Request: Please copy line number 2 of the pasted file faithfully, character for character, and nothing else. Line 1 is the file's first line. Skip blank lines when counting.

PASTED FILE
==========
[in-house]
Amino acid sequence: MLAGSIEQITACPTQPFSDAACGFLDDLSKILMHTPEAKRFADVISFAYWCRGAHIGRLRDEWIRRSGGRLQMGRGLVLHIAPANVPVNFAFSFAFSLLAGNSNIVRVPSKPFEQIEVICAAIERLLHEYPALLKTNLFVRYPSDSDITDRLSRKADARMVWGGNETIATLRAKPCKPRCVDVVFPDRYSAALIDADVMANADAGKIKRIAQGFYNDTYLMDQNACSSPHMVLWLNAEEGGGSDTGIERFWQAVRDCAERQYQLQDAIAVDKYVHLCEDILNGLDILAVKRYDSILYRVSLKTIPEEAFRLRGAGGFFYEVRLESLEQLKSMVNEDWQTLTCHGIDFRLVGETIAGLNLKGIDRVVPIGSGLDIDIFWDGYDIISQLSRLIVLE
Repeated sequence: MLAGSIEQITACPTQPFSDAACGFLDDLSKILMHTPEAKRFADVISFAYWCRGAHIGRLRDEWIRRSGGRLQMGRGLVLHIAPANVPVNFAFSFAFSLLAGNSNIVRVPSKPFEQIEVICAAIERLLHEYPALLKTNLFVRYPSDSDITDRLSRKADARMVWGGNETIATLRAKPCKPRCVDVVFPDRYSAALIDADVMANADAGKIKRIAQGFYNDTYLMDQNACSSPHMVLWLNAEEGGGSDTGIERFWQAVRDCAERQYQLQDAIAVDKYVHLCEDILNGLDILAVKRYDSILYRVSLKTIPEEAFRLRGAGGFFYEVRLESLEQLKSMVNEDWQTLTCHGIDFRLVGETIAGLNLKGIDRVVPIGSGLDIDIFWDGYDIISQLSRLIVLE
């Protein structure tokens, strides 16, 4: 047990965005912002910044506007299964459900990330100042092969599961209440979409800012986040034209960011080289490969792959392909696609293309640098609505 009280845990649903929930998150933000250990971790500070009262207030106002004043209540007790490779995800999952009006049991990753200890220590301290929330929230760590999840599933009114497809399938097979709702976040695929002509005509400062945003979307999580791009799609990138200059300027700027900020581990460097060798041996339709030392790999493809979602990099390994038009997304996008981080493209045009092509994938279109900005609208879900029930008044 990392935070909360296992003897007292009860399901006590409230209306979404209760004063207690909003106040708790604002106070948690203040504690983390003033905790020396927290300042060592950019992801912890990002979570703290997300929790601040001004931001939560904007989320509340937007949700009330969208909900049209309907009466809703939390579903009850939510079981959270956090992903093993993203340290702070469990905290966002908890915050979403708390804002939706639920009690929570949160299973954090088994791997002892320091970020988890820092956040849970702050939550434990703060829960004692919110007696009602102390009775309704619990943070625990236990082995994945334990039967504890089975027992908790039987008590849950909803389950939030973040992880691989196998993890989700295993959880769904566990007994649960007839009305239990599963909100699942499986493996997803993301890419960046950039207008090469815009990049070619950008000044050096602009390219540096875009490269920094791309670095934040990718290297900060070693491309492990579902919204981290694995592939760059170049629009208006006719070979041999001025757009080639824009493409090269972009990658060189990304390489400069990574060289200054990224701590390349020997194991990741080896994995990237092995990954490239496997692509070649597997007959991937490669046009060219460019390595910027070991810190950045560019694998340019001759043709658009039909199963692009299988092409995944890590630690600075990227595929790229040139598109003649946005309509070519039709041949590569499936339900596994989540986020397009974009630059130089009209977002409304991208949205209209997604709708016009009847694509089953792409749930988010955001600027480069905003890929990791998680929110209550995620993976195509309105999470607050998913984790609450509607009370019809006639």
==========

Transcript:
Amino acid sequence: MLAGSIEQITACPTQPFSDAACGFLDDLSKILMHTPEAKRFADVISFAYWCRGAHIGRLRDEWIRRSGGRLQMGRGLVLHIAPANVPVNFAFSFAFSLLAGNSNIVRVPSKPFEQIEVICAAIERLLHEYPALLKTNLFVRYPSDSDITDRLSRKADARMVWGGNETIATLRAKPCKPRCVDVVFPDRYSAALIDADVMANADAGKIKRIAQGFYNDTYLMDQNACSSPHMVLWLNAEEGGGSDTGIERFWQAVRDCAERQYQLQDAIAVDKYVHLCEDILNGLDILAVKRYDSILYRVSLKTIPEEAFRLRGAGGFFYEVRLESLEQLKSMVNEDWQTLTCHGIDFRLVGETIAGLNLKGIDRVVPIGSGLDIDIFWDGYDIISQLSRLIVLE